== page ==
In a further signal from Department of Air (DEFAIR) on the 9th of September, advice was given that the detachment would remain in Singapore on a permanent basis. The same signal once again gave the members the option of remaining in Singapore or returning to Australia. Some members agreed to remain on if granted leave back in Australia. The basis for this suggestion was due to the short notice given to the men on their initial departure overseas, and the fact that the attachment was to have been of only 3 to 6 months duration. On the 17th of September, a negative reply was received from DEFAIR which resulted in only 3 members wishing to remain on a permanent basis -
Postings to and from Singapore continued until the detach-
It wasn't until April 1971 that Unit postings to Singapore recommenced with the posting of FLTLT Les McLean (Det Cmdr), FLGOFF lan Nalder (ENGRAD), WOFF Gordon Apperiey, CPLs Blue High, Gerry Kidson, Vic Johnson, Skid Skardon, Mick Lowe, PeterJackson, LAC's Geoff O'Hara, Graeme James, Bob Moore, Tom Plaistead, Peter Andrew, and Ross Hunt, with Neil Johnson following two months later. SGT Ken Parish was already in Singapore.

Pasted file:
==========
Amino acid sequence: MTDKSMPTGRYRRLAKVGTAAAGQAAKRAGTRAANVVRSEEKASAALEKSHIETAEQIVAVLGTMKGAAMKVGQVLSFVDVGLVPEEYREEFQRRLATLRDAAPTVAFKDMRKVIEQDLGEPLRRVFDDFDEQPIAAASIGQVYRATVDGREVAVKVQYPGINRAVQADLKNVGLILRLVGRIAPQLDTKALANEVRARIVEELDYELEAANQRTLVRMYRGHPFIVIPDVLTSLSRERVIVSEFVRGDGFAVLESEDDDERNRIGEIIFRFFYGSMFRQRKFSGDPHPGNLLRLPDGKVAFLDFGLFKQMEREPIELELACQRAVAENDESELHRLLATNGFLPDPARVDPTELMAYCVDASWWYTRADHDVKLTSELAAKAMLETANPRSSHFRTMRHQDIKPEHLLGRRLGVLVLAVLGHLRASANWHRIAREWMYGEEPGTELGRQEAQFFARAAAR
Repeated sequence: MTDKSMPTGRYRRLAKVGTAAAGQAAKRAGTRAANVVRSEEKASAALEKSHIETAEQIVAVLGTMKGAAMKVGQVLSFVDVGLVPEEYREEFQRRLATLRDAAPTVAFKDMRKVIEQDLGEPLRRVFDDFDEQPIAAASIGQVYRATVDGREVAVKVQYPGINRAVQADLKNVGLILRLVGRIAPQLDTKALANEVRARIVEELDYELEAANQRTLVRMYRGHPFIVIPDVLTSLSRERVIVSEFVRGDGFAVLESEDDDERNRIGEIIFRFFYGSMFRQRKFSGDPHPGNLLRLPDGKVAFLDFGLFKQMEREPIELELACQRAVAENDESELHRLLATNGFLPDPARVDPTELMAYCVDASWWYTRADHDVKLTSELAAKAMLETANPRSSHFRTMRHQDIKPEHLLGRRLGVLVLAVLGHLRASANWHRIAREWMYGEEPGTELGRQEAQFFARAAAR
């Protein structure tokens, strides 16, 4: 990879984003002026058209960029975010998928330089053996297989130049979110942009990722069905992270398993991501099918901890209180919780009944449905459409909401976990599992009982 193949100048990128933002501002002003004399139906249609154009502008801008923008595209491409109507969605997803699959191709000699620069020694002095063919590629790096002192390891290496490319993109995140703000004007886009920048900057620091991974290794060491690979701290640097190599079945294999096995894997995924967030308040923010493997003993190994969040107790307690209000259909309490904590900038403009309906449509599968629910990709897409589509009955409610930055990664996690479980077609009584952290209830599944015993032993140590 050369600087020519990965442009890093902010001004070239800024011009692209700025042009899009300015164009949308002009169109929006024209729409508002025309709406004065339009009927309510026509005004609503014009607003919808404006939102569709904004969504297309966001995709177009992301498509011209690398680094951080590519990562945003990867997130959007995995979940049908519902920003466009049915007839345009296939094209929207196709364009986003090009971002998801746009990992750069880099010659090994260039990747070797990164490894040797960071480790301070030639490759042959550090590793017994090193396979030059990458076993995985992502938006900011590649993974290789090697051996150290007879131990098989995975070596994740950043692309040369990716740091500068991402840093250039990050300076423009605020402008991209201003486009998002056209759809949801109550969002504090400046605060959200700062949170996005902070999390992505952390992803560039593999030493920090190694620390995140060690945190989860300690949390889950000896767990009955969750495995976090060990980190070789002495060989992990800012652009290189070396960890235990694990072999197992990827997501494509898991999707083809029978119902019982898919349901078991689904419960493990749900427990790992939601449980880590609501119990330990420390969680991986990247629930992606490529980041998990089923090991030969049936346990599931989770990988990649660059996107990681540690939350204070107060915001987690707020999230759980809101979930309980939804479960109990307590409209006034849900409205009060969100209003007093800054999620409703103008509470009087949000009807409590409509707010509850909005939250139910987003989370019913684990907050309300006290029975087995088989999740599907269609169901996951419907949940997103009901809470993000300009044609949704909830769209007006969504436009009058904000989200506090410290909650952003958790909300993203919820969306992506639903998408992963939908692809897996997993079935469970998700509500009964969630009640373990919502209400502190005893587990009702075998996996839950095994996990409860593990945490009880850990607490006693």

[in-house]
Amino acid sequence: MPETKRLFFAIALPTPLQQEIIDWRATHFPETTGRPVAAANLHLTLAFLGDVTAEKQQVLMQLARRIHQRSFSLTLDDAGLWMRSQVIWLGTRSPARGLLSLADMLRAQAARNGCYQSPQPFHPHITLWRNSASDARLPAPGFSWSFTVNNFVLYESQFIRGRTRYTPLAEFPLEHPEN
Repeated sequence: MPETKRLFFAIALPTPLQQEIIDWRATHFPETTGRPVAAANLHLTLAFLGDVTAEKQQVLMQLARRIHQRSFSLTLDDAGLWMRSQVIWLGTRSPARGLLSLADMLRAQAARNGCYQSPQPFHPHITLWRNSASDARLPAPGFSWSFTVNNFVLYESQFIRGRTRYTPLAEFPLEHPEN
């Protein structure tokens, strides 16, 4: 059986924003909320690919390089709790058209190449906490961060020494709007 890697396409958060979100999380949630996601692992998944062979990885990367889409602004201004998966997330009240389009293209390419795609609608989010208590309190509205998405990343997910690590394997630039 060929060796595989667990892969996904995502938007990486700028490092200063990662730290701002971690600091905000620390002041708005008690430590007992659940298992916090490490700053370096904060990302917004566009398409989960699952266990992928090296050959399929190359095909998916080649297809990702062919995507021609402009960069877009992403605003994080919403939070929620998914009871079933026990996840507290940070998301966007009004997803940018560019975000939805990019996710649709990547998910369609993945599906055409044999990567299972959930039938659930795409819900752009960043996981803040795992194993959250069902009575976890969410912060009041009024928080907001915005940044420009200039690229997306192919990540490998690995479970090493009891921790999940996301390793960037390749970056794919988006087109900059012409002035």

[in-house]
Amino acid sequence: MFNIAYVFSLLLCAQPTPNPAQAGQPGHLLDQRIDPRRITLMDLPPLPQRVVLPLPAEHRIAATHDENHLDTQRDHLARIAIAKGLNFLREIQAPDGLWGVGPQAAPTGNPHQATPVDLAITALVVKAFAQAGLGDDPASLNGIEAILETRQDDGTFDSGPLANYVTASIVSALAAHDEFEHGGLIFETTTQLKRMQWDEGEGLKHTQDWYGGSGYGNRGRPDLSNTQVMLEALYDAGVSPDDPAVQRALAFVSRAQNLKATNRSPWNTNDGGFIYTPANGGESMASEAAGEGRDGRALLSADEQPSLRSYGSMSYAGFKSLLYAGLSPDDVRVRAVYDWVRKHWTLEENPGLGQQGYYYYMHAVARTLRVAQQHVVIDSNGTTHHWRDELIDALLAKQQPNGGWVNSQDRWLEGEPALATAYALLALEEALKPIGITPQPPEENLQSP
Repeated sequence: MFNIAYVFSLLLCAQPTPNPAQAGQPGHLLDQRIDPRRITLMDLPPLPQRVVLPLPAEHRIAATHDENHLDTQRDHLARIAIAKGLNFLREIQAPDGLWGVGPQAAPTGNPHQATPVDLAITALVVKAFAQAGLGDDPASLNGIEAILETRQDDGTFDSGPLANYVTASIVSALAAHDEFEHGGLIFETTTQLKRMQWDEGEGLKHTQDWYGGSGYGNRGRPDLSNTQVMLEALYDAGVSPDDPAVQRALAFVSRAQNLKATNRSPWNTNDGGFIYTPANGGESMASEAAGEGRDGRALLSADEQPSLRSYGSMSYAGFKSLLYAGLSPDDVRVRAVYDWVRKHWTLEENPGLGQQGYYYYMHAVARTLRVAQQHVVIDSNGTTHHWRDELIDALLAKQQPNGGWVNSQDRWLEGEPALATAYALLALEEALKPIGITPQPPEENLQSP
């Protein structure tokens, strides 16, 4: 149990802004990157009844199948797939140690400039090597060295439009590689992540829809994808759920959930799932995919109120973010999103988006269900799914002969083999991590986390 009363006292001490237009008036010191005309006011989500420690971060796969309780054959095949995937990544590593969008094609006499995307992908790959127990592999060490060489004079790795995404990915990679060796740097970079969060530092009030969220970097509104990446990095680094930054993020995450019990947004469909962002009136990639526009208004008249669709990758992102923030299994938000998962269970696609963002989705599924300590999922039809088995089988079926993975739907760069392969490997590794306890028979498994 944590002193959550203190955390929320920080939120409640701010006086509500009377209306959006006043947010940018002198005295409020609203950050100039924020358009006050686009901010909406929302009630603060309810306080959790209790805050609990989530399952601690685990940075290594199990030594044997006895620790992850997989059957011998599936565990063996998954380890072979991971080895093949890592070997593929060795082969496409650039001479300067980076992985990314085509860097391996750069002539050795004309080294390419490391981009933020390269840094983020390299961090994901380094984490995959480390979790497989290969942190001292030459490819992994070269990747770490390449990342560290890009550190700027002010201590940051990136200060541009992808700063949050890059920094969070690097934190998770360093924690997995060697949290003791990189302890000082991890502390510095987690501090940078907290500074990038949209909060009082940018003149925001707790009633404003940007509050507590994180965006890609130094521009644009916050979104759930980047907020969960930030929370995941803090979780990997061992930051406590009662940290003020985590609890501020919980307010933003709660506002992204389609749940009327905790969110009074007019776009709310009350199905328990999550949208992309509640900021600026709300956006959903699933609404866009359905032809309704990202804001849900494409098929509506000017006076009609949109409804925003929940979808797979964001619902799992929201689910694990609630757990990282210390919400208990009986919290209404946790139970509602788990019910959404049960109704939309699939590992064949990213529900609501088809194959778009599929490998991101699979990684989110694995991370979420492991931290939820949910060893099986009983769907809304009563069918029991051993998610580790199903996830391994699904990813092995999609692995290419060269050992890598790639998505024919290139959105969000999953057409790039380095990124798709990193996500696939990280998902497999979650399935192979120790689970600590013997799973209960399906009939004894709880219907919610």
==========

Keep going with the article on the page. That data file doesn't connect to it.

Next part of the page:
Members were posted to RAAF Support Unit Tengah Detachment'A' (RAAFSUTG'A'), for duty with 121 Signals Squadron of 9 Signals Regiment (ARA), which in turn was part of the ANZUK Force. The whole theme of the operation was integration. The Australian Army was the prime management agency for the three Australian services, although each had their own single service back-
The detachment was administered by RAAF personnel based at Tengah Air Base (RAAFSUTG), with the parent base being Base Squadron Butterworth. Tengah also offered limited ‘L’ Group facilities as well as being responsible for ground continuation training and administering promotion exams. As transport was limited, trips to Tengah were usually on a weekly basis.
Accommodation for the single unaccompanied members was at HMS TERROR (an RN base) which also served as the Headquarters for ANZUK Force personnel. Single members were placed initially in transit quarters, nothing startling except for the fact that they were converted horse stables used during WWII. One of the outer walls comprised a four foot brick wall, topped with a hitching rail, with the remainder canvas awning. This served as "home" until they were moved to 'H' Block some nine weeks after their arrival. A much more satisfactory arrangement.